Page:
Lacrosse Balls: Using Them For Flexibility

Lacrosse Balls For Wellness

When you’ve been a personal trainer in Austin as long as I have, you will run across a great many imbalances within people’s physiques. Some are glaringly obvious, while others can be less so. Part of what I do as a trainer, is to do the corrective bodywork myself. I’ve done it for almost as long as I’ve been a personal trainer, which is around 23 years now. One thing virtually everyone has in common are imbalances. Few of us are perfect specimens. What kind of bodywork you require will depend upon the severity of your imbalance(s). Some people assume the position, so to speak, automatically on the table every week, as they have repetitive stress conditions from work. Others rarely, if ever see the table. Regardless of which group you fall into, there’s more often than not assigned homework for each client involving flexibility training. This is when the lacrosse balls for flexibility come into play.

Some imbalances are very obvious. For example, if a lady comes in for her free personal training consultation and it’s obvious that her left shoulder is higher than the right, we immediately look for the usual suspect of the levator scapulae. Of course, we go into much greater detail before we do any corrective flexibility work, as that is just the jumping off point. We naturally get their full medical history, as well as ascertain what else is tight, loose, weak, or otherwise imbalanced. That scenario is pretty basic. An example of something not so obvious and basic would be a slight postural distortion wherein the client’s gate is slightly askew and you can trace it back to a hip flexor, or even a disease such as ankylosing spondylitis, for example. This requires quite a bit more experience and knowledge from the trainer, and frankly that’s the niche that I’ve created over the past 23 years. What do these 2 common scenarios have in common? They both will be using lacrosse balls for flexibility.

How To Use Lacrosse Balls For Flexibility Training

How to use lacrosse balls for flexibility and wellness depends greatly upon what ails you. Let’s assume for the sake of simplicity, that you have a tight infraspinatus muscle and you feel a tingling sensation in your hand as a result of it being so tight that it has impinged the radial nerve. A scenario like this one would require more than just a lacrosse ball, but some corrective bodywork preemptively. After me working through the aforementioned affected muscle, as well as the trapezius, levator scapulae, rear deltoid, etc, etc, the client will be sent home with lacrosse balls for flexibility homework. What this entails is oftentimes counter intuitive to most people. It involves laying on a firm surface, such as a floor with a yoga mat, etc, and placing the lacrosse ball directly under the area that is problematic. The next part is the toughest for most folks. This is when you feel pain from the pressure of the ball pressing into the fascia. Our instincts tell us to stop whenever something hurts. In this case, it’s the exact opposite. If you are laying on an area that doesn’t hurt, (excluding bones and joints, of course) you’re wasting your time. It is basically a home massage that doesn’t get anywhere as intense as myofascial release from me or any other practitioner. When the discomfort subsides, move the ball to another nearby spot that doesn’t feel so great to press on, and hold it there until it too releases. You’ll know when it releases since as soon as the fascia does, it allows the muscle to return to it’s proper elongated state and the pressure is no longer uncomfortable.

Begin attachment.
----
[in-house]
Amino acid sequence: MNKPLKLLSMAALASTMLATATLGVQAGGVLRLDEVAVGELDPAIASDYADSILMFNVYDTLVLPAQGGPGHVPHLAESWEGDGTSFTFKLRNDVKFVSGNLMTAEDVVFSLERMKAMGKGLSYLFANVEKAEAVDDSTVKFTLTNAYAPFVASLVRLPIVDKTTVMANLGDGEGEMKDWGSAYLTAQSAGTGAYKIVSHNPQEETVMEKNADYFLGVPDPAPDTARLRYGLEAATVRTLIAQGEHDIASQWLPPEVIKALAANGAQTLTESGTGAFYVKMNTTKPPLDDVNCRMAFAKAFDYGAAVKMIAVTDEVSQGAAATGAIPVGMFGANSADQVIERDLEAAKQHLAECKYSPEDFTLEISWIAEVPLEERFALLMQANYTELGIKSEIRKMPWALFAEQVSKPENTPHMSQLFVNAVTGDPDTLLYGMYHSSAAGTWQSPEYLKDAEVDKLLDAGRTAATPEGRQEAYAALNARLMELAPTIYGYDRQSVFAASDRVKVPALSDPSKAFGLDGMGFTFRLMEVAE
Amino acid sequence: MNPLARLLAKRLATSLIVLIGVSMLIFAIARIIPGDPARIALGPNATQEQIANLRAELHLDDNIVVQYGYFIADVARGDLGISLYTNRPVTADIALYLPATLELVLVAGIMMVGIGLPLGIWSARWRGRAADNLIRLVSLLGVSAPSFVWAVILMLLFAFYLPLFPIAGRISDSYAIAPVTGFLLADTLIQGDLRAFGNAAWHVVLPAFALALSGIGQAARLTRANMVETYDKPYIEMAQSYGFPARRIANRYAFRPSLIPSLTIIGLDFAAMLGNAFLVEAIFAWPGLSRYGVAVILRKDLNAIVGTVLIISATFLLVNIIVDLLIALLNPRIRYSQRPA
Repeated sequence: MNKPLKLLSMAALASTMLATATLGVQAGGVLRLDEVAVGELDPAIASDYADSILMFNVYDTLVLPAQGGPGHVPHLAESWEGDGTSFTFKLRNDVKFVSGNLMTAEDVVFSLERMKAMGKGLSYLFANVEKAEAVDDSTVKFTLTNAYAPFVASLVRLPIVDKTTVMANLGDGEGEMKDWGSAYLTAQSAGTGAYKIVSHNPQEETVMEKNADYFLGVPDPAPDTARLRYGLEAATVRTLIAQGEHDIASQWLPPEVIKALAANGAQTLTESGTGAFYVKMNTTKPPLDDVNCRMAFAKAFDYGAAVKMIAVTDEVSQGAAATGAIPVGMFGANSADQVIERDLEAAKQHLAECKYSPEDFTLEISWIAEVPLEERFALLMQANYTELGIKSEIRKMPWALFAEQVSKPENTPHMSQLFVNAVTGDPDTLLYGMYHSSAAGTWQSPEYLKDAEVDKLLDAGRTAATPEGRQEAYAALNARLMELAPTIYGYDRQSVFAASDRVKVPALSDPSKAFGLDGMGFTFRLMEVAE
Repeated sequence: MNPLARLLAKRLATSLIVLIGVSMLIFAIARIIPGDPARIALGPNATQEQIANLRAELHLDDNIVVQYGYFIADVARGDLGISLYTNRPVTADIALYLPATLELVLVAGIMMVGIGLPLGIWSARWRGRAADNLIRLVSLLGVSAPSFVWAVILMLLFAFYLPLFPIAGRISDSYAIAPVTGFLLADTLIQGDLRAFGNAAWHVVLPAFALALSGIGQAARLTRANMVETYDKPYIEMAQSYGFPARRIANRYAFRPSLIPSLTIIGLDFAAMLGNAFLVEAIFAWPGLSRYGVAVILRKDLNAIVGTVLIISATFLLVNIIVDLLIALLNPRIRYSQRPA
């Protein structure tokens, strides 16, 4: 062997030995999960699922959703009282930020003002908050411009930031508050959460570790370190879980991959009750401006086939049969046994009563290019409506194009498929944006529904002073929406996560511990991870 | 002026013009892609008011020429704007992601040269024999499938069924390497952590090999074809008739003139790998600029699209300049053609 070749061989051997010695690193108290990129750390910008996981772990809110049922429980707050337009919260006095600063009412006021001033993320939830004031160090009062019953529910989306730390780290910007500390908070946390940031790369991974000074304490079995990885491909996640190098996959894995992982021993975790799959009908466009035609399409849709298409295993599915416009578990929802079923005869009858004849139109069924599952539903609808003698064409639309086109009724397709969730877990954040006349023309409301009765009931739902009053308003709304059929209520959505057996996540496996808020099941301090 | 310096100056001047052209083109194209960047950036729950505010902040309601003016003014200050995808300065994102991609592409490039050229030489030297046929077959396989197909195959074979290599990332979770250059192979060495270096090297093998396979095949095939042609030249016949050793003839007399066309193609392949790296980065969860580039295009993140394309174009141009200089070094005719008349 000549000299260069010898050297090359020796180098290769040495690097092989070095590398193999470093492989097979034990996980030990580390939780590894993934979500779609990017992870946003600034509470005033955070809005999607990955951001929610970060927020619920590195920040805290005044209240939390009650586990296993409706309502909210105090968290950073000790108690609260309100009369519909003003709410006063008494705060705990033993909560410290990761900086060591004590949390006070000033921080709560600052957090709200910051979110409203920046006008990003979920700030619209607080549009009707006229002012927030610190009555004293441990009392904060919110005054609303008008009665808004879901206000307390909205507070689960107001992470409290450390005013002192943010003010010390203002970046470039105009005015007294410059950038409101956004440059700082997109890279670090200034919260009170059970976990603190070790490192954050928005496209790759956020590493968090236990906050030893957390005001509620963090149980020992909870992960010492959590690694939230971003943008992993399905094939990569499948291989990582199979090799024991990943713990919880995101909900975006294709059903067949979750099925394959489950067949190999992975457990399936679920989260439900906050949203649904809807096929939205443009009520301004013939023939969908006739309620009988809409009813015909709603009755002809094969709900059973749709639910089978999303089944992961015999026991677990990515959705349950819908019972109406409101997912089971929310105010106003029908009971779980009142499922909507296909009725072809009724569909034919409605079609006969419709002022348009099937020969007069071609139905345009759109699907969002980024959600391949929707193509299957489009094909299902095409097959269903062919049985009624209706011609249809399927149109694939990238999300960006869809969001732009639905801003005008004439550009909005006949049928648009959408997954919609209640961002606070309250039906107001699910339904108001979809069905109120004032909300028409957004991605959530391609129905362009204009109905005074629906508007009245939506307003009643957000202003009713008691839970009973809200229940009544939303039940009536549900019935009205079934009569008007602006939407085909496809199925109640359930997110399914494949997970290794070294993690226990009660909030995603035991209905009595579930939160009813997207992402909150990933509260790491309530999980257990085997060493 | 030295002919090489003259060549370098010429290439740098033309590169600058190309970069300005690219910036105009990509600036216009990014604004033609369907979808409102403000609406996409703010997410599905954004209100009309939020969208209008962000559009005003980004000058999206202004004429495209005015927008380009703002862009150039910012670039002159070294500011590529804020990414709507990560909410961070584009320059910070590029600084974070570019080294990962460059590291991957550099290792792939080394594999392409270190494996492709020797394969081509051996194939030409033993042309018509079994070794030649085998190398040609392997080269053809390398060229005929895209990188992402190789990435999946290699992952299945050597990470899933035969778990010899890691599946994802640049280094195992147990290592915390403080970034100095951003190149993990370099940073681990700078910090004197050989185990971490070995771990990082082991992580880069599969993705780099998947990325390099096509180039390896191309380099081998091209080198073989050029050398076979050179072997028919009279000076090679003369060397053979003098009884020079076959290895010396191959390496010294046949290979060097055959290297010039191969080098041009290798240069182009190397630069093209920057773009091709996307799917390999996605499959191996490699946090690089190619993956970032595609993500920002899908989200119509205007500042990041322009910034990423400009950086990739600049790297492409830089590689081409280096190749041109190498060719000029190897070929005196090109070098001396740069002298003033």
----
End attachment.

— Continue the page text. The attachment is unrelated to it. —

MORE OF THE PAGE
How Often Should I Use Lacrosse Balls?

The frequency one should employ lacrosse balls for flexibility training depends upon several factors. These include the severity of the imbalance as well as how often you see someone to get it worked on. If you saw me Tuesday, for example, you don’t want to use the lacrosse balls in that region for a couple of days. You’ll want to give the tissue time to heal nicely and the soreness to abate. Some people who have only very minor imbalances, however, can avoid seeing a practitioner altogether, and just use the lacrosse balls with satisfactory results.

Ready to Get Started?

The following two tabs change content below.
My name is Andy Bruchey and I founded Complete Fitness Design over 20 years ago. I specialize in weight loss/gain, including the addition of quality, lean muscle mass, corrective flexibility, post injury rehabilitation, nutrition and sports specific training.
Lacrosse Balls: Using Them For Flexibility
Article Name
Lacrosse Balls: Using Them For Flexibility
Longtime Austin personal trainer Andy Bruchey writes of how to use lacrosse balls for flexibility training.
Publisher Name
Andy Bruchey- Complete Fitness Design
Publisher Logo

Comments are closed.

Contact Us

Complete Fitness Design
Complete Fitness Design
3100 W Slaughter Ln Austin, TX 78748

About Andy

My name is Andy Bruchey and I am a longtime Austin personal trainer having founded Complete Fitness Design over 20 years ago. I specialize in weight loss/gain, including the addition of quality, lean muscle mass, corrective flexibility, post injury rehabilitation, nutrition, and sports specific training for professionals. Contact me today to see how I can help you!
3100 W Slaughter Ln Austin , Texas 78748 512-484-2270